(Wix-Logo) Create a site!
100s of templates
No coding needed
Start now >>

​thy womb


​World Premiere, Competition Section of the 69th Venice International Film Festival 2012

Revealing the rigors of unconditional love, the nature of sacrifice is dramatized through the dilemma of a Bajau midwife as she copes with the irony of her own infertility amid the deprivations of her gypsy community in Tawi-Tawi.  A saga of island life stuck between the devil of passion and the deep blue sea of tradition.

Shaleha Sarail (Nora Aunor) hails from a seaborne village in Sitangkai, Tawi-Tawi. The province is a seaweed-producing spot in the southernmost part of the Philippines all the way down the Malaysian and Indonesian archipelagos. Aging and still smarting from three miscarriages in the past, Shaleha agonizes over her failure to bear a child. Though an adoptive parent to her nephew, she still feels that her husband Bangas-An (Bembol Roco) desires to be a father.
To fulfill her husband’s only wish and to be blessed by Allah--in her belief that having a child is a tangible proof of divine grace--Shaleha resolves to find a new partner for her husband. Night and day, she and her husband sail away from their floating village and to nearby island communities in search of a fertile woman. As if by providence, Shaleha finds the girl through  friends' recommendations. But on the eve of her husband’s second marriage to Mersila (Lovi Poe),  jealousy gnaws and consumes Shaleha.
   Conceiving a Cinematic Coup
“I am making a film about the Bajaus, with the aim to celebrate
a nonviolent people amidst a very violent world. It’s an intriguing premise about a particular people of peace living in a place of endemic violence.

One of the most interesting peoples in southern Philippines, the Bajaus are native sea-dwellers that are also found in the neigh-boring Malaysian and Indonesian archipelagos. They are the so-called Sea Gypsies who are skilled in building various types of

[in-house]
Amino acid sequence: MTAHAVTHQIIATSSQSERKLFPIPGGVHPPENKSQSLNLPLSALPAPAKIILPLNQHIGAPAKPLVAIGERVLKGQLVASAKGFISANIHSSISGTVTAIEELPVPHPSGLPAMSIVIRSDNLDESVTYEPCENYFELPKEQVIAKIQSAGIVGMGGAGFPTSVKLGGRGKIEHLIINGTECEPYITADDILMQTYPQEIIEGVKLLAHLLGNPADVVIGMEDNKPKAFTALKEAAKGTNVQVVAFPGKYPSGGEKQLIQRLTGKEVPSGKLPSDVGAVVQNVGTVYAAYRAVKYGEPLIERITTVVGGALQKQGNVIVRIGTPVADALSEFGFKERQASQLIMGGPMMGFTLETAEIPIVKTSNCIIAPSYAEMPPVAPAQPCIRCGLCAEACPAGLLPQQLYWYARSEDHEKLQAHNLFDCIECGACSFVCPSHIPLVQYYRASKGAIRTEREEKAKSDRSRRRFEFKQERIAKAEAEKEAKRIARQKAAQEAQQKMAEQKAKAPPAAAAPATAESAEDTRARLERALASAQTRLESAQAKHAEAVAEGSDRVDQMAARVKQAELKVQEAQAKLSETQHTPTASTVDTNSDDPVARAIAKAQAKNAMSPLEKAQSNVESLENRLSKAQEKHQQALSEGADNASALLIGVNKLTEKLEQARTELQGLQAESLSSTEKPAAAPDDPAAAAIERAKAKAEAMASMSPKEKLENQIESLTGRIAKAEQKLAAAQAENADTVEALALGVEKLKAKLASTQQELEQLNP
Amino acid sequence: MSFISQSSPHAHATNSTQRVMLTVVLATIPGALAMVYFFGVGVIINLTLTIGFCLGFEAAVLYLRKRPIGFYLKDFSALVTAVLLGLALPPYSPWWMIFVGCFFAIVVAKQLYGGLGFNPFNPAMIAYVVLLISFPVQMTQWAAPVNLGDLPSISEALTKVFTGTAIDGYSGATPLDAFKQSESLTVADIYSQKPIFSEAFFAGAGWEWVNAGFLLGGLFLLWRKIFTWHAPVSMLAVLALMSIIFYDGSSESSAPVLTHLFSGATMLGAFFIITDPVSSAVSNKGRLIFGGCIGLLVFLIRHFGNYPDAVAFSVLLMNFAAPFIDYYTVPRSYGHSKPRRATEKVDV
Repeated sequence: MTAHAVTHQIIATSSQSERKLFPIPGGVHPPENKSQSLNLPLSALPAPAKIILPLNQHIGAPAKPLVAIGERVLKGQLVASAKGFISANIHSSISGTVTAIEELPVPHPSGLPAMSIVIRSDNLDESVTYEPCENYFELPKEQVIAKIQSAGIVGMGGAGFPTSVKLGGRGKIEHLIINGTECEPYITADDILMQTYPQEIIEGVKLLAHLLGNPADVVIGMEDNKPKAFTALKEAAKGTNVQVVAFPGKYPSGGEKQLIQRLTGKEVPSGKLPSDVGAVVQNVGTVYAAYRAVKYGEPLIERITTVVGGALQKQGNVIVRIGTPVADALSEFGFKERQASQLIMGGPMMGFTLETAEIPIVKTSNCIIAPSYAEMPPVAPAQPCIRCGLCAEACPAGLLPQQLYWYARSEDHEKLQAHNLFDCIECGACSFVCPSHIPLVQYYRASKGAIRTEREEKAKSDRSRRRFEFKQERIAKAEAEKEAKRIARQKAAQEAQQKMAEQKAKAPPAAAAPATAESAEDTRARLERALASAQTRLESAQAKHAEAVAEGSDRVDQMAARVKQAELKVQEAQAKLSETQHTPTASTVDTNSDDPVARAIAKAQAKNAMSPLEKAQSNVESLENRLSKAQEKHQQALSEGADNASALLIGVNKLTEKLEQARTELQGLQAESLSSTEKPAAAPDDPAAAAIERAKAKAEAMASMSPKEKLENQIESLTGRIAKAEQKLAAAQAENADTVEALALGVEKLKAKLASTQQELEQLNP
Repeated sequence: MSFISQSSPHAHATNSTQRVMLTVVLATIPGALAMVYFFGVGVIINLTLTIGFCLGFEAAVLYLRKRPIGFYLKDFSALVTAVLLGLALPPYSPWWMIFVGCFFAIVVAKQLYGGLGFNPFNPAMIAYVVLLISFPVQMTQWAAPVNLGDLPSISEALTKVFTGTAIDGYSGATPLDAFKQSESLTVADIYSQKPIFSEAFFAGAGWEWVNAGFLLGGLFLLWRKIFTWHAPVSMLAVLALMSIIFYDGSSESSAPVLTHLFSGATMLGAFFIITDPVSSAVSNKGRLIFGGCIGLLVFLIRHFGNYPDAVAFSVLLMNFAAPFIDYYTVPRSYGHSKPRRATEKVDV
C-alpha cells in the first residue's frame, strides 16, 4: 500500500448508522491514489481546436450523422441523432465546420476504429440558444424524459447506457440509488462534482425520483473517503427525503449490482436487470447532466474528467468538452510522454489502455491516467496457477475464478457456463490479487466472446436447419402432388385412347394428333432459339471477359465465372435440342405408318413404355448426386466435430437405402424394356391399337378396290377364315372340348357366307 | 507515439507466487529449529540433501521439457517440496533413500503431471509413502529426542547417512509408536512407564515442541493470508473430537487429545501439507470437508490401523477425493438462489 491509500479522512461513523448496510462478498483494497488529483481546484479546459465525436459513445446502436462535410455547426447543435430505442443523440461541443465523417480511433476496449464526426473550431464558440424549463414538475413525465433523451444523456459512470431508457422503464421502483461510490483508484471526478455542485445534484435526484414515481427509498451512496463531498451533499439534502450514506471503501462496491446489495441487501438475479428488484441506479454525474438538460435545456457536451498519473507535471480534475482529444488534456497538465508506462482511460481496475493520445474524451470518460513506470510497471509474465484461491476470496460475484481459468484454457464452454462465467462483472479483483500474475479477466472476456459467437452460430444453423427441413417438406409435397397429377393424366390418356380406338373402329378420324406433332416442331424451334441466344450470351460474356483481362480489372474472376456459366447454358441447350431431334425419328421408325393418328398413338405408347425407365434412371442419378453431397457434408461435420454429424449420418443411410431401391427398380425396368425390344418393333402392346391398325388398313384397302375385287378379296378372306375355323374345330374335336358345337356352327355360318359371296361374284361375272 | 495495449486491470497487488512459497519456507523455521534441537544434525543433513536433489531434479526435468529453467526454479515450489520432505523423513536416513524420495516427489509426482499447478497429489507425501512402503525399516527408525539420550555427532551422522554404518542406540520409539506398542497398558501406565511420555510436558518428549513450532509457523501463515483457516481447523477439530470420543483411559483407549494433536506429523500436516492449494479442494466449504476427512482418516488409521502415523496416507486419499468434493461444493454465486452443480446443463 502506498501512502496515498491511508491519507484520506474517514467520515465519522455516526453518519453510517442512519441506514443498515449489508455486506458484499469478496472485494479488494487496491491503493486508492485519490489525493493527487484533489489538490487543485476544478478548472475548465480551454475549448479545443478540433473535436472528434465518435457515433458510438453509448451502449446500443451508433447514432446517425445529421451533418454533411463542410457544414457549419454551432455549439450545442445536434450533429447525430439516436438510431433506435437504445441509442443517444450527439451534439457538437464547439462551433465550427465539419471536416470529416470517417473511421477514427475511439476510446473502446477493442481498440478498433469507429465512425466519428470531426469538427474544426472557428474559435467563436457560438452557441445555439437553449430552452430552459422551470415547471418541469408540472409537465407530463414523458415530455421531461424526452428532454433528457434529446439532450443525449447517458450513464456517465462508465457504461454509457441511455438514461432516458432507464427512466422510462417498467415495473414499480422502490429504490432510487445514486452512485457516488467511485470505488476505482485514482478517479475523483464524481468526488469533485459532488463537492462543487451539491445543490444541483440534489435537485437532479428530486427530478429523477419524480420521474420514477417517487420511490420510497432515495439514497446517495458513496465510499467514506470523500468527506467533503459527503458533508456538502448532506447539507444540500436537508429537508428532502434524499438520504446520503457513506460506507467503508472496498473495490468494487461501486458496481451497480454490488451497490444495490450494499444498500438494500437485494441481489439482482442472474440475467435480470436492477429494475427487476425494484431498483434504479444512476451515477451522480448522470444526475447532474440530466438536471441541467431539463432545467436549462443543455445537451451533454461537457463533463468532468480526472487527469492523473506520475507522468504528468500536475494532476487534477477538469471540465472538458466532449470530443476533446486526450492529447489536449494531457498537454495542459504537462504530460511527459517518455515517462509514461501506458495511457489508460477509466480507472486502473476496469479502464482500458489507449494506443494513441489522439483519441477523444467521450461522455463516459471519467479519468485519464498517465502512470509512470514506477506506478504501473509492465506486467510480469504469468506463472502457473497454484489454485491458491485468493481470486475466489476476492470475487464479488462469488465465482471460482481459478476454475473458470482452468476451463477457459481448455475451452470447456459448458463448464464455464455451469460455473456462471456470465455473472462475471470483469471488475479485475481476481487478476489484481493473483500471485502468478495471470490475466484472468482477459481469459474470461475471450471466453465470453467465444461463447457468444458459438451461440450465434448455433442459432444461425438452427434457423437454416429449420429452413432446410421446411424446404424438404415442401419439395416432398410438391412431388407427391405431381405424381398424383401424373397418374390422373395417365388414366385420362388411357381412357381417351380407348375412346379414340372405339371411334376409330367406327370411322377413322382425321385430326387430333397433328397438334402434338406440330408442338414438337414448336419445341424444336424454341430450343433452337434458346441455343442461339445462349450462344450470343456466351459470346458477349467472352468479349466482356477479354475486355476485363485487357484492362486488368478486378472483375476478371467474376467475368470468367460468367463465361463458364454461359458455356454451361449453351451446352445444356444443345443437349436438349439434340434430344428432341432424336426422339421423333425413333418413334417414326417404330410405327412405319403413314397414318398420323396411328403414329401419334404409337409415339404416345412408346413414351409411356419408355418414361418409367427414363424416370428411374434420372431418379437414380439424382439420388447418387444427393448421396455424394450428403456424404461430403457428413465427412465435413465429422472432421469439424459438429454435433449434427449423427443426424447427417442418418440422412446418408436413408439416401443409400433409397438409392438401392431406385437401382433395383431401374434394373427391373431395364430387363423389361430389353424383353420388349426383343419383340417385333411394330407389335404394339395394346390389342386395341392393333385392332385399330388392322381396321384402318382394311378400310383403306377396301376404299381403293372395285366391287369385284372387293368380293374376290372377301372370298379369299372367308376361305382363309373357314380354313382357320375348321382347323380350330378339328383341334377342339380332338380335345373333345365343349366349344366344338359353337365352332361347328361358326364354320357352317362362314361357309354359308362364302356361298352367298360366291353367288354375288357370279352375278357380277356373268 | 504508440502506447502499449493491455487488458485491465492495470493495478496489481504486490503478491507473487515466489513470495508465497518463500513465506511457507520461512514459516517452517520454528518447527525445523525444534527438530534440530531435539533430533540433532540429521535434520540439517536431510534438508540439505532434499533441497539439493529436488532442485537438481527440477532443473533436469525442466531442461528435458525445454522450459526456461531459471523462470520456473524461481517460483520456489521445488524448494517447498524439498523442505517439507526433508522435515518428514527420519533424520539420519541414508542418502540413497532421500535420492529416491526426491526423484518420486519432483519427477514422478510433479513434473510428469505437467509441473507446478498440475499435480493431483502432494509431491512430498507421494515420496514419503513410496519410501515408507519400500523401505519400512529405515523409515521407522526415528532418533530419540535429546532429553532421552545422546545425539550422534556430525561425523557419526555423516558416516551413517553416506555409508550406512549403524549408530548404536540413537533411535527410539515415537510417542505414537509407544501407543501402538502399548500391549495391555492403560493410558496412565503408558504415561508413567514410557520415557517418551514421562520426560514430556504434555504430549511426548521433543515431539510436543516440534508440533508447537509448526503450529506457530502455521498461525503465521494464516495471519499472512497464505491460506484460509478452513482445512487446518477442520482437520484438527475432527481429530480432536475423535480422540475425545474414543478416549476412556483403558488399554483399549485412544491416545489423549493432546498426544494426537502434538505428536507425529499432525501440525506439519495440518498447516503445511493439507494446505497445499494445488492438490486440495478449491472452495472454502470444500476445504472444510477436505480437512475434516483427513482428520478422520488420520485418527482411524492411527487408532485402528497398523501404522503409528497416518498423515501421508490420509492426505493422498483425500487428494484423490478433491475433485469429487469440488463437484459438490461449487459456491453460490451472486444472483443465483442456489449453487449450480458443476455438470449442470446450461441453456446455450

boats, and widely known as fishermen, pearl divers and mat weavers.

As a film, THY WOMB examines the opposing natures of two women (Nora Aunor/Shaleha’s sterility against Lovi Poe/ Mersila’s fertility) to reflect the prevailing condition in Tawi-Tawi, a place endowed with natural beauty and rich resources but mired in economic and socio-political crises. A quiet hell of a paradise,  

THY WOMB’s “birth place” and its environs are constant reminders of yesterday’s conflict that has remained unresolved up to the present.



The Bajaus are considered to be the most primitive and oppressed among several ethnic groups in the region; and they assume a subordinate status in their diverse and divided community, which includes the Samal and the Tausug, among others. But in spite of this, the Bajaus are generally perceived to be non-confrontational, forgiving, seemingly contented and happy people.
When wronged, it is said that the Bajaus would simply move to another place, bringing their houseboats (lepa-lepa), constantly roving, living in harmony with nature. To this day, they are mostly looked down, degraded and much maligned by their ethnic neighbors and others, thus rendering them harmless, helpless and almost powerless.

But in their heart of hearts, are they really so, or is it just another way of life merely misunderstood by those inured to violence? With this thought and theme, and my curiosity further piqued, the narrative voice of the film has emerged loud and clear.
With intensive research and truthful depiction of certain characters and their circumstances, as articulated in the poignant tale of an aging, childless couple who resolve to find the mother of their much-wanted child, I hope THY WOMB would show a slice of life in the best possible light."


                                                -- BRILLANTE  MA. MENDOZA




  Website by MYKE U. OBENIETA

(Wix Logo)
This site was created using
Create your own for FREE >>